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June 17, 2007 E-mail story   Print   Most E-Mailed

MOVIES

Parker Posey's secret? 'It's all hair and shoes'

She's curt on her acting chops, but her broadening work speaks for itself.
 
In demand
(Myung J. Chun / LAT)


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By Mark Olsen, Special to The Times

PARKER POSEY'S prodigious work ethic finds her frequently pitching in extra help on lower-budgeted productions. She fetched coffee for Billy Kent, the director of one of her recent films, "The OH in Ohio," and made the call to get Heather Graham on short notice for an unbilled part after another actress had dropped out. Posey also suggested and snagged Justin Theroux for a part in her new film, "Broken English."

"There's no precious preciousness to it," she said of her willingness to get things done. "I like getting involved. 'I'll take care of it.' It comes from independent film, I got used to it — there's tape on the floor, pick it up. It's just an awareness you have, like peripheral vision when you're rollerblading in traffic. It comes from being on a lot of sets."

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"Broken English," which opens Friday, follows the recent Hal Hartley film "Fay Grim" into theaters, and both movies use the spark of Posey's whirligig presence to motor their action. In particular, "Broken English" seems to mark another turn for the actress, bringing a newly plumbed depth and tempered emotionalism to her work. Also marking a change in her career will be "The Return of Jezebel James," Posey's first role as a regular on a television series. (The show will air midseason on Fox.)

The debut feature of writer-director Zoe Cassavetes, "Broken English" follows the romantic and emotional misadventures of a New York City woman and the path to self-discovery that eventually leads her on a fanciful trip to Paris with much comic effect. Following the premiere of "Broken English" at the Sundance Film Festival, Variety called Posey's performance "pitch-perfect."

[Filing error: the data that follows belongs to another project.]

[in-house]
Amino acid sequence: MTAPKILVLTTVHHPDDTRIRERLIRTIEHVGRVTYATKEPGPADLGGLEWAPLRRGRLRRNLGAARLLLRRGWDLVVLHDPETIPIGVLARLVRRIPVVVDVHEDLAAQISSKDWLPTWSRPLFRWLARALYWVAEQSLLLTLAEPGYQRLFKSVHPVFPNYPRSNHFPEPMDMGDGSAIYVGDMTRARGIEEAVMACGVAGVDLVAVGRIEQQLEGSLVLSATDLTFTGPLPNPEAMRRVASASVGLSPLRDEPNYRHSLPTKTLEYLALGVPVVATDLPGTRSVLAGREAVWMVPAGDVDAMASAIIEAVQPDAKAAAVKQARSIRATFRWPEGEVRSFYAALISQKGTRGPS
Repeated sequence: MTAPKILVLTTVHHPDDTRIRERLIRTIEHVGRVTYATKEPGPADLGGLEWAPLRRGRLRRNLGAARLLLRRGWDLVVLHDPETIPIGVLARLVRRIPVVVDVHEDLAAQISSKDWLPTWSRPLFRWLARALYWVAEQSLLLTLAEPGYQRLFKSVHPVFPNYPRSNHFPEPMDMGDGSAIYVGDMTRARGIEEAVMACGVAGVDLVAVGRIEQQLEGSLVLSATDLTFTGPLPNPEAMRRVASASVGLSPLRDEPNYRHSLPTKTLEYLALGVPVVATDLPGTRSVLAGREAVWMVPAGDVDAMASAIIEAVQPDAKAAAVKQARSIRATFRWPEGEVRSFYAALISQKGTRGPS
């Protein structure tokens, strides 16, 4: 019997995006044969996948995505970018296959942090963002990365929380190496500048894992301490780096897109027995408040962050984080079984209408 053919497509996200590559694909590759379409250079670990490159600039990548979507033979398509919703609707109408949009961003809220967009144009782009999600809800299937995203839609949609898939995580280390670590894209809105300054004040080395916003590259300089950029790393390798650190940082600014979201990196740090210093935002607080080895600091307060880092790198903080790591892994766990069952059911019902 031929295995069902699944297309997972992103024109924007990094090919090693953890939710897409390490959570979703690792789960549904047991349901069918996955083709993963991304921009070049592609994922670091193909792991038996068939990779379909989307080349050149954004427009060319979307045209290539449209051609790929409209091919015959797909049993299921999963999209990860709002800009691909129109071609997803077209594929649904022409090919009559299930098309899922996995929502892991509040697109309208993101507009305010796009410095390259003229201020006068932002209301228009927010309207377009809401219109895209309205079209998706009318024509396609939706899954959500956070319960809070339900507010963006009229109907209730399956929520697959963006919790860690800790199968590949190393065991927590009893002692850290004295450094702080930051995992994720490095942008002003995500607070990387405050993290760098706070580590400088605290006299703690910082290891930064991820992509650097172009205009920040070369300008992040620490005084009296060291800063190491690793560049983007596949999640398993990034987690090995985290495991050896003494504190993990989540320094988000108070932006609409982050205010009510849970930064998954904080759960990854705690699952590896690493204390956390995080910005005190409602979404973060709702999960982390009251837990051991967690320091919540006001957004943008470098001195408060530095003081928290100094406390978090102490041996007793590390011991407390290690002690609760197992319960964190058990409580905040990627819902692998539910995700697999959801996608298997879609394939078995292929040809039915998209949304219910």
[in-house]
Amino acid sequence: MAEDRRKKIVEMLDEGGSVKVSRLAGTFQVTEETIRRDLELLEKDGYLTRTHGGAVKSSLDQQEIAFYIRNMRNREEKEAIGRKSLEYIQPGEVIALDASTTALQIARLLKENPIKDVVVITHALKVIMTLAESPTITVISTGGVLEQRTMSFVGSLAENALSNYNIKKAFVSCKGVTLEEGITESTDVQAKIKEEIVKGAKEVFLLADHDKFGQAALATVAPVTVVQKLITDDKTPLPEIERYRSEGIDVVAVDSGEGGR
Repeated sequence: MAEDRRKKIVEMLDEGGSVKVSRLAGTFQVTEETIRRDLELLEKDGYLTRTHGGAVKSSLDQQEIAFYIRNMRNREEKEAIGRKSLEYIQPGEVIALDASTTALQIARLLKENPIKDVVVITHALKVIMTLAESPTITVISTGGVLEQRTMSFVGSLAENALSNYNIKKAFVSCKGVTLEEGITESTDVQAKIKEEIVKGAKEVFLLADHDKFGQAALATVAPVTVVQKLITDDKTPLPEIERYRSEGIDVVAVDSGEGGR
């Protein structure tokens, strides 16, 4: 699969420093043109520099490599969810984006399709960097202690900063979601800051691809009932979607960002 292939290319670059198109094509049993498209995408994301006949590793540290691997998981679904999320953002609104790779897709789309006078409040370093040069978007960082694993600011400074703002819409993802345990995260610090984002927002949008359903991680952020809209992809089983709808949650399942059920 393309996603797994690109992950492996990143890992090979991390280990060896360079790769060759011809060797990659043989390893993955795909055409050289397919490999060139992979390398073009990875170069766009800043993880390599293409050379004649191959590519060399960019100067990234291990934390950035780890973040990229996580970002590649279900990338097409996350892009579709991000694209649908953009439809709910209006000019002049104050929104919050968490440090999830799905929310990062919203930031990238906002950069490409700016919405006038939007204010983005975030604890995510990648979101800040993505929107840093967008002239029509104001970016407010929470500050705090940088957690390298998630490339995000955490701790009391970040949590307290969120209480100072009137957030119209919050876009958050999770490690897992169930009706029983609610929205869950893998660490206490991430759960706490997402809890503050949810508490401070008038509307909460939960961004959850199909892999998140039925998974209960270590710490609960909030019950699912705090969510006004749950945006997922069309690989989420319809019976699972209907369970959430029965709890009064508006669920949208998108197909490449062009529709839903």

Ensconced in a prime corner on the patio of a fashionable Hollywood hotel recently as the end of a long day of promotional appearances neared, Posey — who radiates a heightened sense of self awareness, a meta-understanding of herself — suddenly seems to drop any pretense of constructed persona, the interview-ese of publicity.

"When I'm just here to talk about myself, it's just not fun. It embarrasses me. It's silly, it makes me feel really…. " And now comes one of the disconcertingly long pauses that frequently punctuates her manner of speaking. The only word she eventually finds to express her discomfort is a simple and soft "ugh."

Dubbed "Queen of the Indies" by Time magazine 10 years ago, Posey has been somewhat living in the shadow of that title ever since. Her early films, including "Dazed and Confused," "Party Girl," "Kicking and Screaming," "The House of Yes" and "Clockwatchers," made her something of a turn-of-the-century archetype for the caustic, cynical, whip-smart modern gal. She has since racked up a filmography of more than 50 titles, including four films for director Christopher Guest. She was nominated for a Golden Globe for her role in the TV-movie "Hell on Heels: The Battle of Mary Kay."

Posey, 38, deflects any implication that she is entering some new "mature" phase of her career by noting how fluky she still finds it when she's cast in anything at all.